Artikler som begynner med D

Decomposing Notional Defined-Contribution Pensions

07 mars 2013
  • A number of countries have introduced notional defined-contribution pensions as a replacement for public pensions of the defined-benefit type. Among OECD and EU countries, for example, these comprise Italy, Latvia, Poland and Sweden. There has been a great deal of interest in other countries in this approach to pension reform.

Dennis Fredriksen

fredag, 01 mars 2013

Does Retirement Age Impact Mortality?

01 februar 2013
  • This paper studies the relationship between retirement and mortality, using a unique administrative data set covering the full population of Norway. We make use of a series of retirement policy changes in Norway, which reduced the retirement age for a group of workers but not for others.

Defined Benefit Pension Schemes: A Welfare Analysis of Risk Sharing and Labour Market Distortions

23 januar 2013
  • This paper addresses two policy questions with respect to public defined benefit (DB) pension schemes: Firstly, does a funded DB pension scheme increase welfare? In other words: do the gains from intergenerational sharing of capital market risks outweigh the labour market distortions from pension schemes? Secondly, how large is the commitment problem of pension funds after an adverse capital market shock?

Designing the pension system: Conceptual framework

04 januar 2013
  • Countries exhibit considerable variety in the design of pension systems. Apparently, the pension system can be organized in many alternative ways, with alternative allocations of the functions of the pension system to different institutions or ‘pillars’ in the system.

Does Declining Health Affect the Responsiveness of Retirement Decisions to Financial Incentives?

07 desember 2012
  • Both the impacts of financial incentives and health on transitions into retirement and inactivity by older workers have been studied extensively in a variety of contexts but far less is known about their interaction.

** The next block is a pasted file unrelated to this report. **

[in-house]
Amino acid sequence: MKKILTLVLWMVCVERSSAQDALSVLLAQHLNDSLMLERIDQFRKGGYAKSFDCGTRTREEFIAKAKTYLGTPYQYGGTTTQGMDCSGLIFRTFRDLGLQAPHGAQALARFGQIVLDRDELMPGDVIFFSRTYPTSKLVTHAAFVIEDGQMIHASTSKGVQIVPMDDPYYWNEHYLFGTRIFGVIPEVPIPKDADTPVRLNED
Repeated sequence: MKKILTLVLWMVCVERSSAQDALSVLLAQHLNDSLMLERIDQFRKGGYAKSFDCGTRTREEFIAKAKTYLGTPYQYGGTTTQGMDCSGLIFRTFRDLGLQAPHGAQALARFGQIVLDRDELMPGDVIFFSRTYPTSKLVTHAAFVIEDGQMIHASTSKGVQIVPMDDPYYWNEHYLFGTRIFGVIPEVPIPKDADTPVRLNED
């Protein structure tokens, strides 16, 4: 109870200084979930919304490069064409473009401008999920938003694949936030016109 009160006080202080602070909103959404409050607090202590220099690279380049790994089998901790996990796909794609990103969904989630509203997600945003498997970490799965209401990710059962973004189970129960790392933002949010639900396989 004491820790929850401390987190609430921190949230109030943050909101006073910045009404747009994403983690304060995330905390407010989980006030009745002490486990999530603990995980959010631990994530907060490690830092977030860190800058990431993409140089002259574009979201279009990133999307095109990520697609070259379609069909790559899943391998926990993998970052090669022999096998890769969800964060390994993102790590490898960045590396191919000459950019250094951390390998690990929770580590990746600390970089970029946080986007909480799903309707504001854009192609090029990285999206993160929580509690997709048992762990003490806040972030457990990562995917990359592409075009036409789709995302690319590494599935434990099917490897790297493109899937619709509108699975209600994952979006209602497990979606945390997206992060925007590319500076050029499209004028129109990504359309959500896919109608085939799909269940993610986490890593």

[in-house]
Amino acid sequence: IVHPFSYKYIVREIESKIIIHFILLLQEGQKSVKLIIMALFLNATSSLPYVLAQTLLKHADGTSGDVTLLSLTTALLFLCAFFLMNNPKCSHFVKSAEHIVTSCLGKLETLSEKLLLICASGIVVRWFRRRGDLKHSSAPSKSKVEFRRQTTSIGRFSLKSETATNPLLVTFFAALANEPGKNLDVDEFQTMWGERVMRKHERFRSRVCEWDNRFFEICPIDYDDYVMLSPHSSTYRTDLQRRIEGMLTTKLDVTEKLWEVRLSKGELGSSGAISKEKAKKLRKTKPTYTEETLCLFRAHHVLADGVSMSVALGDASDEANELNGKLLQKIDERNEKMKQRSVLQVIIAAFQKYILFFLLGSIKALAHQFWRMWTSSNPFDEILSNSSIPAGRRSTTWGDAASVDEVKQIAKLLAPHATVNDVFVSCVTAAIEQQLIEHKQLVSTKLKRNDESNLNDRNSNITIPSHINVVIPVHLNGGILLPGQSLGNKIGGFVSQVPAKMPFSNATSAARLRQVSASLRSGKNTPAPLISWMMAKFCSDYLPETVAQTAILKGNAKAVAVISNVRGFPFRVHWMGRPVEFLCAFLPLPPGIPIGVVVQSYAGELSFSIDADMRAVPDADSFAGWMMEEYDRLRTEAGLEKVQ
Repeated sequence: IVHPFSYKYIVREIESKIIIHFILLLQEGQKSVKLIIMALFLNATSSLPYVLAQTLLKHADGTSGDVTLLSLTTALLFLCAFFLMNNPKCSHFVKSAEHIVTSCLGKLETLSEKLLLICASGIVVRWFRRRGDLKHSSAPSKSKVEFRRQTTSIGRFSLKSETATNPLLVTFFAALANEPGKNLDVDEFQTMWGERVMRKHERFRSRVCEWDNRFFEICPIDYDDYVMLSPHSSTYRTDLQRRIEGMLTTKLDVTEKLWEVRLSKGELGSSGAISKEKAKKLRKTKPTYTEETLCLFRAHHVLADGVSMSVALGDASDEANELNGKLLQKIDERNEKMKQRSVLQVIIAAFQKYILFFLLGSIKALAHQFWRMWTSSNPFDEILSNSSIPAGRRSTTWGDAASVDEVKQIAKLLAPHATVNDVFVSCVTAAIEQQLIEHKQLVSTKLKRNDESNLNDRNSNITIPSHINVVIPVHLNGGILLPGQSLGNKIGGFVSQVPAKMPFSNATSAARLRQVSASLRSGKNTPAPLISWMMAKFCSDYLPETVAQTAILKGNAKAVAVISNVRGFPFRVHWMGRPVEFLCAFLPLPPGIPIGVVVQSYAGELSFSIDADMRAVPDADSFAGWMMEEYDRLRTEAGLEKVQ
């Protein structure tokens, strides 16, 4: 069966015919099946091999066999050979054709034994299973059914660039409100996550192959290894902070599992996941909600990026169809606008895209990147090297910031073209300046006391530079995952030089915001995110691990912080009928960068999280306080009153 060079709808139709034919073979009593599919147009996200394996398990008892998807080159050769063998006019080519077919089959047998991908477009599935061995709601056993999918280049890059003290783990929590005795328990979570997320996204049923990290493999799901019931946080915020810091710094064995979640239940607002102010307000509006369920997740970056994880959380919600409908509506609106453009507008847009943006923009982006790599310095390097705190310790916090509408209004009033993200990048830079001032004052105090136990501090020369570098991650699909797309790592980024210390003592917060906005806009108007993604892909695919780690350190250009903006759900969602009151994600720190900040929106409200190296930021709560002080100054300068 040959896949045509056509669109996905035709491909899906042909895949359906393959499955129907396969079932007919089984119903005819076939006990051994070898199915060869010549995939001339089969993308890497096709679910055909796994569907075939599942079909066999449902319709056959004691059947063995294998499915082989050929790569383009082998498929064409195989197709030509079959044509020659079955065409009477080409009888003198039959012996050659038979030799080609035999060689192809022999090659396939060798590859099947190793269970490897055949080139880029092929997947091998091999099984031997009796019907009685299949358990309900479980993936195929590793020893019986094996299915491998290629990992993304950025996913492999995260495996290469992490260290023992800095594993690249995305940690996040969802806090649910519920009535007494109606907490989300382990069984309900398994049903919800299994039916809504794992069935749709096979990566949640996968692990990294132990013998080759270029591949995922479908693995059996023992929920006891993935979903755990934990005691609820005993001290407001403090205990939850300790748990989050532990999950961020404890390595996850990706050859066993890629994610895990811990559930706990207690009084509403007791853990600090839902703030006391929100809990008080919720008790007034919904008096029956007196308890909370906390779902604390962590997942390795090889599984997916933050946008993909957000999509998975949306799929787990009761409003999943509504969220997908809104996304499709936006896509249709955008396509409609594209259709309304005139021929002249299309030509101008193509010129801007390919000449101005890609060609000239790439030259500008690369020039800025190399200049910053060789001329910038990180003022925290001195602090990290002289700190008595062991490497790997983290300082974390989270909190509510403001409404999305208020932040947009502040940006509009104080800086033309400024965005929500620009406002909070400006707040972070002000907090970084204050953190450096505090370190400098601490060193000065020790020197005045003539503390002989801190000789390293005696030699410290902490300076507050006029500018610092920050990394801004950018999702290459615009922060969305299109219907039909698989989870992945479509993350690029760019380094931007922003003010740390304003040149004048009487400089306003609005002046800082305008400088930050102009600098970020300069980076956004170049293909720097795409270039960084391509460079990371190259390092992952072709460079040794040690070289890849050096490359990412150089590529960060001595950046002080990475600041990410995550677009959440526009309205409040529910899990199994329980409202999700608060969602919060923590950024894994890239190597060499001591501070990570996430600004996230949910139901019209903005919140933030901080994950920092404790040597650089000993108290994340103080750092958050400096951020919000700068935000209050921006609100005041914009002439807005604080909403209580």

Diminishing the Pension Gap From Insight to Action

08 november 2012
  • Pension is a complex product. It is a long term investment good, which faces much uncertainty, learning-by-doing is limited and insight in the broader picture of personal finance is required to save optimally. On top of the complexity of the product, human irrationality and illiteracy decrease the chance of spreading consumption optimally.

Does Retirement Age Impact Mortality?

26 september 2012
  • Is there a causal link, positive or negative, from retirement age to mortality? Leaving employment may involve reduced stress and greater enjoyment of life, suggesting that early retirement enhances longevity. However, it may also lead to reduced mental and physical activity, loss of social networks, and health-adverse habits, suggesting that later retirement may extend expected lifespan.

Diminishing the Pension Gap From Insight to Action

20 september 2012
  • Pension is a complex product. It is a long term investment good, which faces much uncertainty, learning-by-doing is limited and insight in the broader picture of personal finance is required to save optimally.

Decomposing Notional Defined-Contribution Pensions

05 september 2012
  • This paper compares notional defined-contribution pension schemes (also known as notional accounts) with two alternative designs of earnings-related pension schemes: points systems and definedbenefit plans.

Disability costs and equivalence scales in the older population

01 august 2012
  • Disabled people face higher costs of living than do non-disabled people. These additional costs include the cost of adapting the home, overcoming the difficulties of getting about, and acquiring assistance with everyday tasks that non-disabled people can do unaided.

Does Delay Cause Decay? The Effect of Administrative Decision Time on the Labor Force Participation and Earnings of Disability Applicants

25 mai 2012
  • An influential body of research studies the labor supply and earnings of denied Social Security
    Disability Insurance (SSDI) applicants to estimate the potential employment and earnings of
    those awarded benefits. This research design implicitly treats employability as a stable applicant
    attribute that is not directly impacted by the process of applying for SSDI benefits. If, plausibly,
    applicants’ employment potential deteriorates while they are out of the labor force, then the labor
    force participation of denied applicants -- who spend an average of 10 months seeking benefits may understate their employment potential at the time of application.